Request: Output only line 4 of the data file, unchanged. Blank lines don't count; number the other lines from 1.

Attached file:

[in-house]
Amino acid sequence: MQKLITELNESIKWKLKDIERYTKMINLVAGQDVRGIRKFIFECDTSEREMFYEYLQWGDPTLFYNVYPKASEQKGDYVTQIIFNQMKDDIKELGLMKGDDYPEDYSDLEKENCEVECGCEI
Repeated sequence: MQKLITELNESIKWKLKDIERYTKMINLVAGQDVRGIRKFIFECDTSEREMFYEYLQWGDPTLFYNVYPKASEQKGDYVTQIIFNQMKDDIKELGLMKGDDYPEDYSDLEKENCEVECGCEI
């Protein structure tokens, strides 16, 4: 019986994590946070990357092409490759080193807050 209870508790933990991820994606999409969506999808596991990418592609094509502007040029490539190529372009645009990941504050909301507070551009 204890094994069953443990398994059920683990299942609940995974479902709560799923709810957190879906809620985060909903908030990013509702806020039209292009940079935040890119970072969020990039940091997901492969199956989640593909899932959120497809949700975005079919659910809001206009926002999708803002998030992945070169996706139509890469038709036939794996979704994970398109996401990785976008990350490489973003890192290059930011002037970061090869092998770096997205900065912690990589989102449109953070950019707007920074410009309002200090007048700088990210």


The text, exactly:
């Protein structure tokens, strides 16, 4: 019986994590946070990357092409490759080193807050 209870508790933990991820994606999409969506999808596991990418592609094509502007040029490539190529372009645009990941504050909301507070551009 204890094994069953443990398994059920683990299942609940995974479902709560799923709810957190879906809620985060909903908030990013509702806020039209292009940079935040890119970072969020990039940091997901492969199956989640593909899932959120497809949700975005079919659910809001206009926002999708803002998030992945070169996706139509890469038709036939794996979704994970398109996401990785976008990350490489973003890192290059930011002037970061090869092998770096997205900065912690990589989102449109953070950019707007920074410009309002200090007048700088990210």